Your loved one is your mother. Unbeknownst to you, she's read in a few articles online that you're supposed to sleep through the night, uninterrupted. Her friends, her mother and her spouse keep telling her that it's good for you. Her heart aches every time you cry, her arms literally hurt wanting to reach for you, but she checks herself. She halts on the way to your door, and turns around, to settle back into her own bed and her own uneasy sleep. Even though she no longer hears your crying on the baby monitor, she doesn't understand why she doesn't feel right.

When you wake up in the morning, you are overjoyed to see the love of your life again! So overjoyed, in fact, that last night is already forgotten, by your conscious mind. She is so relieved that you're not angry with her, she smiles happily, knowing she did the right thing.


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Infants have different sleep cycles than adults, for sound reasons that should be studied* by every parent. The growth of their body and their brain depend on their unique sleep cycles being respected. To expect an infant to conform to adult sleep patterns, or worse, to expect an infant sleep more hours and more soundly than an adult, is not only unrealistic, but is damaging in the long-term on both physiological and psychological levels.



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Your Big Day, v2.0

You just got a big promotion at work. Your job now allows you much more autonomy, as well as providing you with many more outlets for expression. Your head is swimming with new thoughts, ideas and feelings. You're not one to plan for the future very much, but you do love to reminisce about your day, and you feel elated. The celebration dinner was okay, the chicken and pasta was delicious, but the broccoli has left you feeling a little gassy.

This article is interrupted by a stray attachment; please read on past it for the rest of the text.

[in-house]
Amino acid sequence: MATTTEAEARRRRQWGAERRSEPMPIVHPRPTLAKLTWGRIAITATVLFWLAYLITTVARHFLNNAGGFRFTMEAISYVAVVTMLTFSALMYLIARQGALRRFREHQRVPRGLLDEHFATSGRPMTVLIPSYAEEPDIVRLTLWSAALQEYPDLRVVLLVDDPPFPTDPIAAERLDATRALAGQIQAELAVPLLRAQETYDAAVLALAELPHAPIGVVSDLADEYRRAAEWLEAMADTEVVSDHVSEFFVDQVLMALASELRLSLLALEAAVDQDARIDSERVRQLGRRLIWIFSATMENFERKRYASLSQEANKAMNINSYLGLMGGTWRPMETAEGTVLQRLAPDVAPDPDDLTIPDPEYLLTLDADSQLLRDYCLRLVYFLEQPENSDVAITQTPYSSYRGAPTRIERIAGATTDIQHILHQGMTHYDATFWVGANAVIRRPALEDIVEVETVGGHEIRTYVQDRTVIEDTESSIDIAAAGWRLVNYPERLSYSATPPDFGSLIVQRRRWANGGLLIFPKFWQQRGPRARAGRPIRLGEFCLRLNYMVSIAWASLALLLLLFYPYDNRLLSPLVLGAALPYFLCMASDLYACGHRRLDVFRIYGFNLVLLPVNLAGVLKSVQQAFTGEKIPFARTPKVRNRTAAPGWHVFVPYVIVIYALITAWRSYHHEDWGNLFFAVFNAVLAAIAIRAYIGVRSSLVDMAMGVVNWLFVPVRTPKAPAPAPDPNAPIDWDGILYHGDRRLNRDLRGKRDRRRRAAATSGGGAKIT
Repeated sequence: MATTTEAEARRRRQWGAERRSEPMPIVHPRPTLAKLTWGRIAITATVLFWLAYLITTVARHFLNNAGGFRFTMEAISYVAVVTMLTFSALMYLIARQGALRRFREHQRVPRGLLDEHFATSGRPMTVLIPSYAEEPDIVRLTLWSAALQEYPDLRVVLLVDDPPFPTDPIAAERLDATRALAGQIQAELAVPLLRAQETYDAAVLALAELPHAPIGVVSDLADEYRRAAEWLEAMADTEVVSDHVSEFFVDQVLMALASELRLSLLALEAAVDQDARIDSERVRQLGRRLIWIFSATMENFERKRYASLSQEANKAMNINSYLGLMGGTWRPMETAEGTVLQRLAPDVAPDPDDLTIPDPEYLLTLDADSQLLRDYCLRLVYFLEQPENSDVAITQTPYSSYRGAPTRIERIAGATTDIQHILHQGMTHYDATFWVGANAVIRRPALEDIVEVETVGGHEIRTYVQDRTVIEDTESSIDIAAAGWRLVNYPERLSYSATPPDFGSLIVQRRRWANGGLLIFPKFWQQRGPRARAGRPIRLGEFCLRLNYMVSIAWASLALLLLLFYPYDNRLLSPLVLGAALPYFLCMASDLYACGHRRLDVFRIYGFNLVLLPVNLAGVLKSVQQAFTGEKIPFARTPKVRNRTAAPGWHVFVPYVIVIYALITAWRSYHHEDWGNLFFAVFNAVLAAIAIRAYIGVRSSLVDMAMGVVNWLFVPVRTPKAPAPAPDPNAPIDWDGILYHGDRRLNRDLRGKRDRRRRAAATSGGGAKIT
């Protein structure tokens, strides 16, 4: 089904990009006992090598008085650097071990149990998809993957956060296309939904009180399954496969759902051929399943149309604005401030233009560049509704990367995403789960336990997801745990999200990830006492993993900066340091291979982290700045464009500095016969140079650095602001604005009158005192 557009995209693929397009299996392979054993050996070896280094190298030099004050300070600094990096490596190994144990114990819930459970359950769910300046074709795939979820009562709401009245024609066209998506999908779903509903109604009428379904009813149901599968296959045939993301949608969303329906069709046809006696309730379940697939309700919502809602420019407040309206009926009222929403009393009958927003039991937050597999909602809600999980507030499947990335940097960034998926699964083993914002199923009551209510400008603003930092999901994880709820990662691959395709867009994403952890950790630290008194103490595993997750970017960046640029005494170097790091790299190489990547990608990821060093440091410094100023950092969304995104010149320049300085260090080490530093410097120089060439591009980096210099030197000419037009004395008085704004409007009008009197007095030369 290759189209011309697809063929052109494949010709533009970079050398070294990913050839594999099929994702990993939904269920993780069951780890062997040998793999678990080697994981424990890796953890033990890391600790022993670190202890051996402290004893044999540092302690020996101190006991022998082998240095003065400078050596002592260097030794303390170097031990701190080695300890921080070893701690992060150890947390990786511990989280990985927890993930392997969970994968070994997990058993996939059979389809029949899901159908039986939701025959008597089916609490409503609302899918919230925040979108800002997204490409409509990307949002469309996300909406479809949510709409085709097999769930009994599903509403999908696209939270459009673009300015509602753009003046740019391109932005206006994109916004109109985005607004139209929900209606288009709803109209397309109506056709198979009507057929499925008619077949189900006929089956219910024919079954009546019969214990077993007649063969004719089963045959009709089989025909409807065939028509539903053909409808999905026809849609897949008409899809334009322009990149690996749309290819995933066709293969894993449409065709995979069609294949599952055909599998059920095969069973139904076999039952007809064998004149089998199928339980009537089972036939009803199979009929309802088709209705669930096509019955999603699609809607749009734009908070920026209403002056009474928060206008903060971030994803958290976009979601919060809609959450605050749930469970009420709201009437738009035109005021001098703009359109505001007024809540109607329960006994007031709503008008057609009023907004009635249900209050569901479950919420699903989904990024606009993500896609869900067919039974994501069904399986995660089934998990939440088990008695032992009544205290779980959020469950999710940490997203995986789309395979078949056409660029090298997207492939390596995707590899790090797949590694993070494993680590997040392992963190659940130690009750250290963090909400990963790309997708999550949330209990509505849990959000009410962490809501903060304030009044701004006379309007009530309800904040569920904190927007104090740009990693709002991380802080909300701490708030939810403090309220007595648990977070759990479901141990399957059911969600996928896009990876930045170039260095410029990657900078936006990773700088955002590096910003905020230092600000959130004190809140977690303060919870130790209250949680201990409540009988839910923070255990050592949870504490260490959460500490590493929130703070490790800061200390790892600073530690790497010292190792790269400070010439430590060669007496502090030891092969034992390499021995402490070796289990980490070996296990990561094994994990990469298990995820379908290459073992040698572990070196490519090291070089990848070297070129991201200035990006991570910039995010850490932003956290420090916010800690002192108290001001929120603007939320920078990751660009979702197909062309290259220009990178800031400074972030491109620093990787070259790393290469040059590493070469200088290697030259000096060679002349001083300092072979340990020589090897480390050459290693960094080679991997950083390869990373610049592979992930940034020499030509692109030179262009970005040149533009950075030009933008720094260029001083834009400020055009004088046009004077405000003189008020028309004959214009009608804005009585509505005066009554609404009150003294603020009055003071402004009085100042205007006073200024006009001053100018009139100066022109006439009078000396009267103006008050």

You take a relaxing bath, slip on some soft pajamas, and read a short story that you love to read every night. You feel a little drowsy, and your eyes droop, even though you still feel excited about your big promotion.

Your loved one, someone you love in ways you don't even understand yet you can feel the love for them so deeply, tucks the covers around you, kisses you goodnight, and then settles in beside you to watch over you as you fall asleep.

You feel their breathing and their heartbeat against your body. Your own heartbeat and breathing slows to match theirs. Their warmth radiates through you, suffusing you with a sense of rightness and comfort. You slip into a light sleep, eyes twitching in REM. Your loved one knows you are only in a light sleep, and waits for the signs of deep sleep. When your body is completely limp and your eyelids have stopped twitching, your loved one quietly eases away from you, to return to you in a little bit, for their own sleep. You wake slightly to feel the warm body slide away from you, but you've felt it many times before and you know it'll return shortly, so you slide back into a deep sleep.